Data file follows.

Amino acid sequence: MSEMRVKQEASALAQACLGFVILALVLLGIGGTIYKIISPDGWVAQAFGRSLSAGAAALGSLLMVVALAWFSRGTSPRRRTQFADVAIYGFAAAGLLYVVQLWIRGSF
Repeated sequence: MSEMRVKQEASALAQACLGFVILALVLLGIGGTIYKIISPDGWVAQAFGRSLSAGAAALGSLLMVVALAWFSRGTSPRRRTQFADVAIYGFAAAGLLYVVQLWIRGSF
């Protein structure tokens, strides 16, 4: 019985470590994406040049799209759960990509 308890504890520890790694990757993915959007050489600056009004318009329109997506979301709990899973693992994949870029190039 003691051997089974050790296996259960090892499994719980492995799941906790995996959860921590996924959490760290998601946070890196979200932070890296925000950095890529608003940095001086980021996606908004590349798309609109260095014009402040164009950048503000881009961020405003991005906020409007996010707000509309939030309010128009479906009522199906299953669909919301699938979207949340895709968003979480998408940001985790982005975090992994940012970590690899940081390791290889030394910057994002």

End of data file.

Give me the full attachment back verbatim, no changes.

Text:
Amino acid sequence: MSEMRVKQEASALAQACLGFVILALVLLGIGGTIYKIISPDGWVAQAFGRSLSAGAAALGSLLMVVALAWFSRGTSPRRRTQFADVAIYGFAAAGLLYVVQLWIRGSF
Repeated sequence: MSEMRVKQEASALAQACLGFVILALVLLGIGGTIYKIISPDGWVAQAFGRSLSAGAAALGSLLMVVALAWFSRGTSPRRRTQFADVAIYGFAAAGLLYVVQLWIRGSF
């Protein structure tokens, strides 16, 4: 019985470590994406040049799209759960990509 308890504890520890790694990757993915959007050489600056009004318009329109997506979301709990899973693992994949870029190039 003691051997089974050790296996259960090892499994719980492995799941906790995996959860921590996924959490760290998601946070890196979200932070890296925000950095890529608003940095001086980021996606908004590349798309609109260095014009402040164009950048503000881009961020405003991005906020409007996010707000509309939030309010128009479906009522199906299953669909919301699938979207949340895709968003979480998408940001985790982005975090992994940012970590690899940081390791290889030394910057994002």